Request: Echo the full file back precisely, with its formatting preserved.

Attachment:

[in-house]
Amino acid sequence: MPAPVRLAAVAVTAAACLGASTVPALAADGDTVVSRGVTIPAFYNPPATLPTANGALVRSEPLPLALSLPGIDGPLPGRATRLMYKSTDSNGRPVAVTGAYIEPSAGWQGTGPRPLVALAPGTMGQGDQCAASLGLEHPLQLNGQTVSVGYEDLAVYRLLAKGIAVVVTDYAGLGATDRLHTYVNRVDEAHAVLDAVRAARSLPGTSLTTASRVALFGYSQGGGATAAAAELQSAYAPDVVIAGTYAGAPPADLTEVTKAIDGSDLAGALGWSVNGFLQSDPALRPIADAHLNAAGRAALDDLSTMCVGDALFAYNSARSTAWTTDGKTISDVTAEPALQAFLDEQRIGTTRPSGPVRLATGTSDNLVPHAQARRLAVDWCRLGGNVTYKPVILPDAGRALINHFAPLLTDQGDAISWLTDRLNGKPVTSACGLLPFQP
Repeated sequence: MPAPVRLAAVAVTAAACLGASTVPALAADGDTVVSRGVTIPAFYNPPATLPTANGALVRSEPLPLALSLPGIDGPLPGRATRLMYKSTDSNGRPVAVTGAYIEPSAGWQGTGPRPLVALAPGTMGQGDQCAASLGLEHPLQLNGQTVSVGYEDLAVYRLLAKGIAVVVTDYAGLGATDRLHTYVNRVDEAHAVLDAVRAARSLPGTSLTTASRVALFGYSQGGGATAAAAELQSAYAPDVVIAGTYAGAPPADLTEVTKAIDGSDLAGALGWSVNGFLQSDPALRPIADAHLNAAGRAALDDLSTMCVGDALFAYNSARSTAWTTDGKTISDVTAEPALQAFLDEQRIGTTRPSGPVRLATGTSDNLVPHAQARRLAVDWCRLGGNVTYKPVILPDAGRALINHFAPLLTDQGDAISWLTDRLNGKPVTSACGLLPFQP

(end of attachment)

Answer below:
[in-house]
Amino acid sequence: MPAPVRLAAVAVTAAACLGASTVPALAADGDTVVSRGVTIPAFYNPPATLPTANGALVRSEPLPLALSLPGIDGPLPGRATRLMYKSTDSNGRPVAVTGAYIEPSAGWQGTGPRPLVALAPGTMGQGDQCAASLGLEHPLQLNGQTVSVGYEDLAVYRLLAKGIAVVVTDYAGLGATDRLHTYVNRVDEAHAVLDAVRAARSLPGTSLTTASRVALFGYSQGGGATAAAAELQSAYAPDVVIAGTYAGAPPADLTEVTKAIDGSDLAGALGWSVNGFLQSDPALRPIADAHLNAAGRAALDDLSTMCVGDALFAYNSARSTAWTTDGKTISDVTAEPALQAFLDEQRIGTTRPSGPVRLATGTSDNLVPHAQARRLAVDWCRLGGNVTYKPVILPDAGRALINHFAPLLTDQGDAISWLTDRLNGKPVTSACGLLPFQP
Repeated sequence: MPAPVRLAAVAVTAAACLGASTVPALAADGDTVVSRGVTIPAFYNPPATLPTANGALVRSEPLPLALSLPGIDGPLPGRATRLMYKSTDSNGRPVAVTGAYIEPSAGWQGTGPRPLVALAPGTMGQGDQCAASLGLEHPLQLNGQTVSVGYEDLAVYRLLAKGIAVVVTDYAGLGATDRLHTYVNRVDEAHAVLDAVRAARSLPGTSLTTASRVALFGYSQGGGATAAAAELQSAYAPDVVIAGTYAGAPPADLTEVTKAIDGSDLAGALGWSVNGFLQSDPALRPIADAHLNAAGRAALDDLSTMCVGDALFAYNSARSTAWTTDGKTISDVTAEPALQAFLDEQRIGTTRPSGPVRLATGTSDNLVPHAQARRLAVDWCRLGGNVTYKPVILPDAGRALINHFAPLLTDQGDAISWLTDRLNGKPVTSACGLLPFQP